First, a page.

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Sambo Just Received Provisional Olympic Recognition – Should Jiu Jitsu Be Next?
Exploring the impact of rule sets on combat sports...
Vasily Shestakov, President of the International Sambo Federation, announced the following,
“Today the dream of sambists from all over the world came true – the sport of sambo obtained provisional recognition of the International Olympic Committee.
The long-awaited news, which came directly from the Land of the Rising Sun from the meeting of the IOC Executive Committee in Tokyo, became a real Christmas and New Year’s gift to the entire sambo community. It is also remarkable that this happened in the year of the 80th anniversary of sambo, two weeks after the birthday of our favorite sport.
It was a long way to Olympic recognition of sambo: in the first World Sambo Championships in Tehran in 1973 athletes from 11 countries took part, last year in the World Championships in Sochi participated 90 countries from five continents.
Currently there are several developing disciplines in sambo – sport sambo for men and women, combat sambo, beach sambo, demonstrational sambo, which proves that this is a truly popular public sport available to almost anyone. Sambo stars such as Fedor Emelianenko and Khabib Nurmagomedov are the idols of millions of people worldwide.
Today we have accomplished the big, and perhaps the most difficult step forward. But there is still a lot of work ahead. The next step is to get the permanent IOC recognition and then to be included in the program of the Olympic Games. I’m sure we can handle it!
Once again I congratulate the sambists from all over the world. Together we made sambo Olympic!”
Ready to Grapple Like Russian Bear?
It is definitely a big day for Sambo practitioners around the world. This event naturally creates the question for the Jiu Jitsu community, would you like to see Jiu Jitsu in the Olympics? Many would argue that the answer should be yes. They would tout that the Olympics is great exposure. It would attract attention to the sport. Also, they would argue that it would be extremely prestigious to receive gold medals for these athletes.
While those statements are certainly true, there are also arguments to be made against Jiu Jitsu in the Olympics. But before we explore Jiu Jitsu in the Olympics it is necessary to understand that any given rule set can impact the martial component of Jiu Jitsu. One example of this is a rule set that relies too heavily on points, this reduces the need for submissions. If I know I can win based on points from a position then my focus can move away from the finish to controlling the position. Conversely, in submission only events, some would argue that fighters put themselves in positions that would be dangerous in a real fight. These are two examples of how rule sets can impact the martial component of Jiu Jitsu.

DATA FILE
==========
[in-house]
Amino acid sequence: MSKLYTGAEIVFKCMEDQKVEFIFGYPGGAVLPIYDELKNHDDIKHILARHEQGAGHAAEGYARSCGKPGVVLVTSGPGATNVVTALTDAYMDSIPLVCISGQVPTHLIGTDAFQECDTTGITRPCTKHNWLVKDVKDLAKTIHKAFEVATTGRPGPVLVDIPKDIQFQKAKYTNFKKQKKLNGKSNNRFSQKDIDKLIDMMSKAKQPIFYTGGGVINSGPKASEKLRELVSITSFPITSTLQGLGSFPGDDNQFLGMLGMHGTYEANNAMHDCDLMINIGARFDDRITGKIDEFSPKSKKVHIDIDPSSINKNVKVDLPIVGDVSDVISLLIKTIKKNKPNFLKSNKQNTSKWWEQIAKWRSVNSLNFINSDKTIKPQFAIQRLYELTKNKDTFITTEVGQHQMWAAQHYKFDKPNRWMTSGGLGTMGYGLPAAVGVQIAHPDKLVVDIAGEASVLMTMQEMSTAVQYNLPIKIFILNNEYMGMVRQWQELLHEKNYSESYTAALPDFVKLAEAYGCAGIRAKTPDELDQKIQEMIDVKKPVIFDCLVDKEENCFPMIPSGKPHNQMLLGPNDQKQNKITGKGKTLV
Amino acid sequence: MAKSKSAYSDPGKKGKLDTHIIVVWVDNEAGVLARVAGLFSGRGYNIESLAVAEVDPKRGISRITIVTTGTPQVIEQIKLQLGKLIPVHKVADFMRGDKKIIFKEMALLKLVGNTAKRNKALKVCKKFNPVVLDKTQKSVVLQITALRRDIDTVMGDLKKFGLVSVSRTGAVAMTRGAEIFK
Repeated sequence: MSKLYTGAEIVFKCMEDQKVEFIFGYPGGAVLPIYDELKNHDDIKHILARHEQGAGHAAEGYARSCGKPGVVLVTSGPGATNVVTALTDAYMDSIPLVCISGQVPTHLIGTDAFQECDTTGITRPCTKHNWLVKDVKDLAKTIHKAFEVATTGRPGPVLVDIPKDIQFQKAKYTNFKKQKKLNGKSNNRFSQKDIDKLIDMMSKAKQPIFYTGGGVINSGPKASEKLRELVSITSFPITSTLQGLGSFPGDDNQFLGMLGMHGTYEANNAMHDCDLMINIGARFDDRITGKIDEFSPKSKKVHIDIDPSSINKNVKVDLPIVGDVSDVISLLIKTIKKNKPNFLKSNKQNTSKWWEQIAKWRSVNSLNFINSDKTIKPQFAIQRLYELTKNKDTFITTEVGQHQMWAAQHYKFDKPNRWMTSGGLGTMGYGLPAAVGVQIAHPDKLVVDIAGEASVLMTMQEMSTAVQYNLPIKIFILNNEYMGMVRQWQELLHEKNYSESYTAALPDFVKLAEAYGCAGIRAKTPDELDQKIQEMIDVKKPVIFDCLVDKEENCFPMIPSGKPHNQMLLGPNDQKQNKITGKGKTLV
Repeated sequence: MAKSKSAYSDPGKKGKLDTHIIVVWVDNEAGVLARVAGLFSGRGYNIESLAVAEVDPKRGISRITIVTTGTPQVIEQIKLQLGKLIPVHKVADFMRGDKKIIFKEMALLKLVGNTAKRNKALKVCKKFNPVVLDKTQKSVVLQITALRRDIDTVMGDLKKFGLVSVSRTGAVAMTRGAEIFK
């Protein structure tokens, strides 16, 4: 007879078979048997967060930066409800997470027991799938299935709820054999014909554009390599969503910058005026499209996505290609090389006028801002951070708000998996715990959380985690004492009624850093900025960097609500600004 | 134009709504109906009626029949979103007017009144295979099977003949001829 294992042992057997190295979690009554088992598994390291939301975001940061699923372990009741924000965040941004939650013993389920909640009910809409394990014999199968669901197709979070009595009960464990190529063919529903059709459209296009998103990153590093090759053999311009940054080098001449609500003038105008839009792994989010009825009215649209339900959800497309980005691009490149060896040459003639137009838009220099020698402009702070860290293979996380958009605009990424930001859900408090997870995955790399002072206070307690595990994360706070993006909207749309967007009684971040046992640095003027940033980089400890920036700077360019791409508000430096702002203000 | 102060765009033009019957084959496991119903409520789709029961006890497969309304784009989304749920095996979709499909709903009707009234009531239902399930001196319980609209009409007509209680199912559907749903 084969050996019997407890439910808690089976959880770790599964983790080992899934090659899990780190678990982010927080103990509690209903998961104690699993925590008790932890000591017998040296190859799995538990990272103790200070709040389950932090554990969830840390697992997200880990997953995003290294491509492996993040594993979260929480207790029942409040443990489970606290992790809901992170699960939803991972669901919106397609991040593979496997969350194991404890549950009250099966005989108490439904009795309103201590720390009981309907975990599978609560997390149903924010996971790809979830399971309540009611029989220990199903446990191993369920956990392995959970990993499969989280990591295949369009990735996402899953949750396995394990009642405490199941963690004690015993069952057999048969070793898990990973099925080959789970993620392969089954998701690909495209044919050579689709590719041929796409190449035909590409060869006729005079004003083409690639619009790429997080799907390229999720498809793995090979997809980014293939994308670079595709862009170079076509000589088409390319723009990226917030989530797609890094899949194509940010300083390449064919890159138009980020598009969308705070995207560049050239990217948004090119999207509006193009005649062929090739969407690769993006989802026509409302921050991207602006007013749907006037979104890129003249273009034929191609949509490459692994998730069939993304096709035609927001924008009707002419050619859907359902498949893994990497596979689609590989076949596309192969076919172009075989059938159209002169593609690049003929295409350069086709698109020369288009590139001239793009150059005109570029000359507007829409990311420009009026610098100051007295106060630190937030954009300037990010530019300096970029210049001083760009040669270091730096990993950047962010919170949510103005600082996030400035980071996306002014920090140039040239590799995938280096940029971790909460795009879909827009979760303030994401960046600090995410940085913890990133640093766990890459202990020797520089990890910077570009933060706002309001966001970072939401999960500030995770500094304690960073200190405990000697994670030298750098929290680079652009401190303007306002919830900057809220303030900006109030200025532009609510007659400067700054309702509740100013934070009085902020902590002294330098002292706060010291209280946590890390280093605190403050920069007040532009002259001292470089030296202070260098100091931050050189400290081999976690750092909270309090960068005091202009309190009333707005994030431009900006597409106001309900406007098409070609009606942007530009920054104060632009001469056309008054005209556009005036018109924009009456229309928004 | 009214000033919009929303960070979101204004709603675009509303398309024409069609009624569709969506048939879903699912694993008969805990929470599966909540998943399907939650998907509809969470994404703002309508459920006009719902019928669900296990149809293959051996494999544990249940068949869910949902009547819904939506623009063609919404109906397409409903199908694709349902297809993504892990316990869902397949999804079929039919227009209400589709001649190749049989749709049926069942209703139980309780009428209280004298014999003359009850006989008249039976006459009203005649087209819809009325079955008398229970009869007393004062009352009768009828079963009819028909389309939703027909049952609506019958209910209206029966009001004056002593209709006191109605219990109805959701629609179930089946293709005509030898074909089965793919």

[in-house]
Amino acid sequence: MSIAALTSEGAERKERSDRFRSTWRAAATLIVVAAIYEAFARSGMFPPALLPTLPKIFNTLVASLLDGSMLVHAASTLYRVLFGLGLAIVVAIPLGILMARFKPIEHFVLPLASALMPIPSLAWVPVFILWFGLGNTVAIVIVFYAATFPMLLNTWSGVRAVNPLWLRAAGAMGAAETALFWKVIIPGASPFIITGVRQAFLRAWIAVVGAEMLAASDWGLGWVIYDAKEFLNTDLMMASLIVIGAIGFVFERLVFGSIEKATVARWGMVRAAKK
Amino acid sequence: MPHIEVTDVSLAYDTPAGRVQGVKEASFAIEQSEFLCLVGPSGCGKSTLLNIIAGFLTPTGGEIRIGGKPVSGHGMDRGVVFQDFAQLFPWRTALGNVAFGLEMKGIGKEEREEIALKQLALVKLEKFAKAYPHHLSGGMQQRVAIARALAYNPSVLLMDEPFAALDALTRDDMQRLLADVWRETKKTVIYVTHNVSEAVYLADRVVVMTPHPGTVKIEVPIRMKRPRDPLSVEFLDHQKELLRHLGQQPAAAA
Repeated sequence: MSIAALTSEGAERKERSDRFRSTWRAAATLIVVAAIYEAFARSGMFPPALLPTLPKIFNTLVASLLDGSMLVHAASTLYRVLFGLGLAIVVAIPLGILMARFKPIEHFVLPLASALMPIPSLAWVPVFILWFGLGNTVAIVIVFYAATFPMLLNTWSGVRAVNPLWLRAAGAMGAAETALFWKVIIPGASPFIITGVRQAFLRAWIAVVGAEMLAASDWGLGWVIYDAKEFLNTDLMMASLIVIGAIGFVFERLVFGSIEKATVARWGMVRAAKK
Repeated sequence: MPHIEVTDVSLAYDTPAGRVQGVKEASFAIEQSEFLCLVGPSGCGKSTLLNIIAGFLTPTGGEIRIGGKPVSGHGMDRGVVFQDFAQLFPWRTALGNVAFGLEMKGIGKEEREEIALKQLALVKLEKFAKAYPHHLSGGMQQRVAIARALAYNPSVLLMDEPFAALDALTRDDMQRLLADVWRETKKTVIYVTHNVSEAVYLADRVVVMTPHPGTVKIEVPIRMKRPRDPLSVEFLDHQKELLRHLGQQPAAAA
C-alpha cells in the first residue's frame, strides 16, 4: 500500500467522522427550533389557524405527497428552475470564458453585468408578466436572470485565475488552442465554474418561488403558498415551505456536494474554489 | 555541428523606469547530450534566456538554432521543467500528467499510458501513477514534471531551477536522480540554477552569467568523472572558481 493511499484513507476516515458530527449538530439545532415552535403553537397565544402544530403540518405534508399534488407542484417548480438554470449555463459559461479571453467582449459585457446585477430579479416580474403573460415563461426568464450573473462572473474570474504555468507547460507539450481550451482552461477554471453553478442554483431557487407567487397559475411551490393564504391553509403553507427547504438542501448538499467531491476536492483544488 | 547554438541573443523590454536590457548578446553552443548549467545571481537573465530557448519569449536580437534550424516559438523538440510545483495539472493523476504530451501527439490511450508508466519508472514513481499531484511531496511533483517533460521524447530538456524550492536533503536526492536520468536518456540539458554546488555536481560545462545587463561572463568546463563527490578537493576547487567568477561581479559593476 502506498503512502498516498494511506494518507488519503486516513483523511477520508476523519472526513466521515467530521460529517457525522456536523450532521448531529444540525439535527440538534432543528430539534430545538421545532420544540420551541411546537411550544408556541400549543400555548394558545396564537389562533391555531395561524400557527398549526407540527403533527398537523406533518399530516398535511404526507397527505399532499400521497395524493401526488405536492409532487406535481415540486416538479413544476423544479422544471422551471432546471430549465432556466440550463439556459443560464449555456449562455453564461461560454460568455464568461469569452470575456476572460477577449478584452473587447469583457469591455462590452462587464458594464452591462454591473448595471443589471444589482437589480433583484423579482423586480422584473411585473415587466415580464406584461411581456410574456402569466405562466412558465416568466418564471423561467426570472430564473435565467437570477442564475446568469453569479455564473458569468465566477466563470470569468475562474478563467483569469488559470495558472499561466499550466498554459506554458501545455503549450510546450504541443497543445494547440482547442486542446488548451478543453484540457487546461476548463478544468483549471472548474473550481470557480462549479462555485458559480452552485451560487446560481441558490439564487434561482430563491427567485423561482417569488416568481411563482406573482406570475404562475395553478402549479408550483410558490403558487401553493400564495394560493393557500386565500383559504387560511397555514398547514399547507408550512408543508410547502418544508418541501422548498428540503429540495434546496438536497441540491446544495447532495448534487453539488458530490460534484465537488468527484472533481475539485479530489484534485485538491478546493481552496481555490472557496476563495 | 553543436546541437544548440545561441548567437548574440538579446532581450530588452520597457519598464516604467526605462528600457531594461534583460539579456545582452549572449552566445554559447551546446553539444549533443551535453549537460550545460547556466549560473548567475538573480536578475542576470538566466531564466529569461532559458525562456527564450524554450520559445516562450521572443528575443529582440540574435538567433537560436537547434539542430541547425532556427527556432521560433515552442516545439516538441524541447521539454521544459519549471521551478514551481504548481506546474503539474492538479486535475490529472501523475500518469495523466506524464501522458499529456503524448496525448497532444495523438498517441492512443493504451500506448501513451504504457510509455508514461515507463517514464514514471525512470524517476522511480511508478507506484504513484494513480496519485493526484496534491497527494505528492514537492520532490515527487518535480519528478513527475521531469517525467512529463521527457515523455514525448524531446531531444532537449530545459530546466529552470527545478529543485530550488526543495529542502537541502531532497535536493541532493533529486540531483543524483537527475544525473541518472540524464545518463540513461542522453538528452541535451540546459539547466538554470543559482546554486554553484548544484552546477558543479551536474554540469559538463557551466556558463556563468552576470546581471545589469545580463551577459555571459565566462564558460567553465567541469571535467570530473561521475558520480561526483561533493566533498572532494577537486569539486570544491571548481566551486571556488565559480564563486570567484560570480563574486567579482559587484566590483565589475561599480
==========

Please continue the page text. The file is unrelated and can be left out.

Rule sets play a particularly strong influence on Olympic sports. One goal of the Olympics is to be entertaining. That goal is fine yet some would argue that is why Judo moved away from ground fighting component and focused primarily on throws. Yes I know that Judo still has submissions but historically there were far more submissions in the sport than we see in present day. A second example of how rule sets influence the art is in the need for Olympics sports to differentiate themselves from other sports. A recent example is of this was Judo banning leg based take downs. Many would argue that these take downs were banned because the International Olympic Committee was a concerned that Judo resembled free style wrestling too closely. To mitigate this concern, the IJF banned leg based take downs to ensure the sport's Olympic future.
The reality is that rule sets shape the way people train. The great thing about Jiu Jitsu now is there are a variety of rule sets. There are EBI, IBJJF and other rule sets in which an athletes can compete. With having different rule sets, the sport cannot be swayed too far in one direction. Should Jiu Jitsu become an Olympic sport it is a possibility that one rule set would unduly influence the martial art. This is dangerous because effective techniques like single leg take downs or submissions are either limited or discarded for the sole purpose of entertainment value or to demarcate your sport from other sports.
I am happy for the Sambo community. Certainly, if the IJF has made mistakes it does not necessitate that other governing bodies would make the same mistakes. I am just not sure that the rewards of having Jiu Jitsu in the Olympics are sufficient in terms of the risks.
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